Are 12 step programs effective or just BS? Well, if you define BS as useless nonsense and a total waste of time, then no, 12-step programs like AA are not BS. They have value and have worked for many people. However, these programs generally have a low overall success rate of perhaps 10 percent or so. This figure is an estimated, educated guess and reflects the consensus of drug treatment professionals as a group. No one drug rehab program format is going to work for everyone. All programs have failure rates and relapse rates. However, most do better than 10 percent. Part of this higher success rate is surely due to the better structured environment of drug treatment programs, even outpatient ones. AA consists of meetings of perhaps a couple of hours, at which point the participants leave and return to their regular surroundings. Drug rehab programs provide a focus that an AA meeting simply cannot.
What if you’re not Religious?
AA doesn’t require its participants to believe in or follow a religion. Its first step requires you to simply admit that your life has become unmanageable due to your addiction. If you’re indeed addicted, this is certainly the truth. The second and third steps just basically say that you will need to surrender power over your life to a higher power. AA never uses the terms God, Jesus, Buddha, Allah or anything like that. It just says a higher power and leaves the interpretation of that concept up to the participant. However, not everyone is comfortable with these steps. They would rather become sober under their own power. There are other non-faith based programs that allow you to do just that:
- SMART Recovery
- Women for Sobriety
- MM or Moderation Management
- LifeRing Secular Recovery
Those are just a few examples. There are many others. Many rehabs offer AA alternatives, too. However, some do not and require their residents to fully participate in group AA meetings and follow its steps. If you’re not comfortable with AA, be sure the drug rehab facility of your choice doesn’t require it. There are plenty that don’t but many do.
Is AA a good choice for you? This article will now discuss the principles of AA and similar programs in more detail.
AA conducts group meetings of various sizes on a regular basis. They have tons of locations and meeting times. Unless you live in a very rural area, there is likely an AA meeting near you at just about all times and days. There is no cost. The only requirement is the desire to stop substance abuse, whether it be alcohol or something else. Meetings are always anonymous in that no one signs a roster. You never give your last name. If you want to speak, you simply identify yourself by your first name: “Hello. My name is Mary, and I am an alcoholic.” The group will greet you by your name. You may then speak on your problems and struggles with addiction and how addiction has affected your life and your relationships.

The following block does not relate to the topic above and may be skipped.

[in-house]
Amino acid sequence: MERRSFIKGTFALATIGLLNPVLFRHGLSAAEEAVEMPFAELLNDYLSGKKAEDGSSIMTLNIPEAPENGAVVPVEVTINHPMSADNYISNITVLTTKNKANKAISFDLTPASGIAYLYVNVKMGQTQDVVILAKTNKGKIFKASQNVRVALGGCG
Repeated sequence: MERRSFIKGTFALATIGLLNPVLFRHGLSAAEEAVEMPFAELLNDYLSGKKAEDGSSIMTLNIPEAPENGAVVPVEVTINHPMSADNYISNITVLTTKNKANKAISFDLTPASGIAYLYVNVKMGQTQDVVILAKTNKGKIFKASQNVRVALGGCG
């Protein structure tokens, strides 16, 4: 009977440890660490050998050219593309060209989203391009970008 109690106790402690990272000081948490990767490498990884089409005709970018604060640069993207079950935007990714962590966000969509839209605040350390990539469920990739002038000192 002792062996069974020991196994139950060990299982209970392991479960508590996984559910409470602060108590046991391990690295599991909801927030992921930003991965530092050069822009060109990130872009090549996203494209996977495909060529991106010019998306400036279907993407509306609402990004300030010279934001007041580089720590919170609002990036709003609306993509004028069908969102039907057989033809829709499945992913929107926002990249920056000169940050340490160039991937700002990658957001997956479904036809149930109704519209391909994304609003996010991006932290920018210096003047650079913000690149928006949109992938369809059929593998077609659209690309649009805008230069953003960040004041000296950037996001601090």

You never have to speak if you don’t want to. You may simply listen, but be aware that some people reveal all kinds of sad, disturbing and shocking revelations as they speak. Since drug addiction is not a pleasant or positive subject, this is not surprising. However, if you’re upset by that kind of thing, AA may not be the best choice for you. Additionally, if you’re not comfortable with speaking about your addiction in front of a group of strangers, AA may not be the best choice for you, either. Speaking is never required, but to really get the most out of AA meetings, you need to talk about your addiction and listen to and learn from other members’ feedback.
AA and MAT
MAT, medication-assisted treatment, is not allowed in AA. If you’re using Suboxone, for example, to help you recover from opioid abuse, this will not be accepted by the AA group. This is something you need to consider before deciding to try AA. Since the 12 Steps require you to relinquish control over your life to a higher power, there is no consideration for medication. Of course, you don’t have to reveal your use of MAT, but there is little point in attending AA if it means you have to lie.
AA is not BS. However, it has limitations and is not for everyone. If you’d like more information to help you decide if AA is a good choice for you or not, just call us at (833) 922-2653. Our trained counselors will answer all your questions and guide you to the best treatment facility for you.